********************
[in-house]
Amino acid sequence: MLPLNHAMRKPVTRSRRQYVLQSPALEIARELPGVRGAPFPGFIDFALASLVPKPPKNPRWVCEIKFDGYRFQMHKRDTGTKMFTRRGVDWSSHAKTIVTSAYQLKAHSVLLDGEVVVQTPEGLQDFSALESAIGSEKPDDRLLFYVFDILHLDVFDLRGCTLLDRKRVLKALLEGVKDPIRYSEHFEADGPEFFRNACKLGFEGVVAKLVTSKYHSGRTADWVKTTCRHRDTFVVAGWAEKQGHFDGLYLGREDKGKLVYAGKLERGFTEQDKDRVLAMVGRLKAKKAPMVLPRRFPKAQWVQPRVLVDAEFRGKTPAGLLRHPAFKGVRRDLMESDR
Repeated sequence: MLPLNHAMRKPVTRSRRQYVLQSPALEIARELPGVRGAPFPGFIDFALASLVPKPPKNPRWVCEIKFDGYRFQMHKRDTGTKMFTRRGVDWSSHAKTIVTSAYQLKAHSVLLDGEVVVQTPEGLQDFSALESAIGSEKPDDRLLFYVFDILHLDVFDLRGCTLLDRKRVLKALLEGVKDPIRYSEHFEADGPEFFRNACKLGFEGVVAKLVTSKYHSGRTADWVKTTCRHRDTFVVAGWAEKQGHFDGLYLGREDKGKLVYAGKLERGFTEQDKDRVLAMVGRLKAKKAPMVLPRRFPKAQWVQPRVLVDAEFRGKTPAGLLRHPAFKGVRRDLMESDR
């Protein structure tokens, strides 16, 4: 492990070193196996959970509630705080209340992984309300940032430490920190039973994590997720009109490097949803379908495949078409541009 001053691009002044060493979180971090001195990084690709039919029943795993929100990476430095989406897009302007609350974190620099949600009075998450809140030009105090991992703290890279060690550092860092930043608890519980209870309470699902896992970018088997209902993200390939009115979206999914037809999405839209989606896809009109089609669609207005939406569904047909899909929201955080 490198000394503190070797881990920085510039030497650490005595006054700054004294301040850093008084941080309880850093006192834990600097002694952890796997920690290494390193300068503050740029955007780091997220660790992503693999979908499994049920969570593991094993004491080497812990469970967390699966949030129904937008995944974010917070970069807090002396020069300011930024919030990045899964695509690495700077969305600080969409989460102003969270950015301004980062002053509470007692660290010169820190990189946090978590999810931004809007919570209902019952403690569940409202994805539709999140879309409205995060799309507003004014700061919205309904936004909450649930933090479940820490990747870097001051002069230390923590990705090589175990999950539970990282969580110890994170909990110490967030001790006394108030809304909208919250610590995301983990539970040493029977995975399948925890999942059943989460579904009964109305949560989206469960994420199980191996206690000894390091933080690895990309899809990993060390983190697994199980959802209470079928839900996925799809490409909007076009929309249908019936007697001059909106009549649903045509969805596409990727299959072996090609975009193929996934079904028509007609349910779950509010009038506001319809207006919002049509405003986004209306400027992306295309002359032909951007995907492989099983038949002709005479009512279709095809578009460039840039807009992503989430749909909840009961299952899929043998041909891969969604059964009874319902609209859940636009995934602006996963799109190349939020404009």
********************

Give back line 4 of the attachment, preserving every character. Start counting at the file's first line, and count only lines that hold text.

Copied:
């Protein structure tokens, strides 16, 4: 492990070193196996959970509630705080209340992984309300940032430490920190039973994590997720009109490097949803379908495949078409541009 001053691009002044060493979180971090001195990084690709039919029943795993929100990476430095989406897009302007609350974190620099949600009075998450809140030009105090991992703290890279060690550092860092930043608890519980209870309470699902896992970018088997209902993200390939009115979206999914037809999405839209989606896809009109089609669609207005939406569904047909899909929201955080 490198000394503190070797881990920085510039030497650490005595006054700054004294301040850093008084941080309880850093006192834990600097002694952890796997920690290494390193300068503050740029955007780091997220660790992503693999979908499994049920969570593991094993004491080497812990469970967390699966949030129904937008995944974010917070970069807090002396020069300011930024919030990045899964695509690495700077969305600080969409989460102003969270950015301004980062002053509470007692660290010169820190990189946090978590999810931004809007919570209902019952403690569940409202994805539709999140879309409205995060799309507003004014700061919205309904936004909450649930933090479940820490990747870097001051002069230390923590990705090589175990999950539970990282969580110890994170909990110490967030001790006394108030809304909208919250610590995301983990539970040493029977995975399948925890999942059943989460579904009964109305949560989206469960994420199980191996206690000894390091933080690895990309899809990993060390983190697994199980959802209470079928839900996925799809490409909007076009929309249908019936007697001059909106009549649903045509969805596409990727299959072996090609975009193929996934079904028509007609349910779950509010009038506001319809207006919002049509405003986004209306400027992306295309002359032909951007995907492989099983038949002709005479009512279709095809578009460039840039807009992503989430749909909840009961299952899929043998041909891969969604059964009874319902609209859940636009995934602006996963799109190349939020404009």